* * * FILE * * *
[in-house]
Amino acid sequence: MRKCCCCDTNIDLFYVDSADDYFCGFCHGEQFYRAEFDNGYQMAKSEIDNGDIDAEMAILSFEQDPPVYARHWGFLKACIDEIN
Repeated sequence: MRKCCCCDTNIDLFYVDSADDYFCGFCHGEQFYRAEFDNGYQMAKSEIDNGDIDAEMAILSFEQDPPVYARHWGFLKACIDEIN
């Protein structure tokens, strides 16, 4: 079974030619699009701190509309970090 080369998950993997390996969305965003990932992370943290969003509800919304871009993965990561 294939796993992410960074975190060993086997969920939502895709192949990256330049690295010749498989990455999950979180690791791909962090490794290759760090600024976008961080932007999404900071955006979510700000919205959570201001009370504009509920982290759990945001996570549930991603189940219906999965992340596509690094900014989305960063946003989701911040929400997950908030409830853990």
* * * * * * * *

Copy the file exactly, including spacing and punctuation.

[in-house]
Amino acid sequence: MRKCCCCDTNIDLFYVDSADDYFCGFCHGEQFYRAEFDNGYQMAKSEIDNGDIDAEMAILSFEQDPPVYARHWGFLKACIDEIN
Repeated sequence: MRKCCCCDTNIDLFYVDSADDYFCGFCHGEQFYRAEFDNGYQMAKSEIDNGDIDAEMAILSFEQDPPVYARHWGFLKACIDEIN
């Protein structure tokens, strides 16, 4: 079974030619699009701190509309970090 080369998950993997390996969305965003990932992370943290969003509800919304871009993965990561 294939796993992410960074975190060993086997969920939502895709192949990256330049690295010749498989990455999950979180690791791909962090490794290759760090600024976008961080932007999404900071955006979510700000919205959570201001009370504009509920982290759990945001996570549930991603189940219906999965992340596509690094900014989305960063946003989701911040929400997950908030409830853990």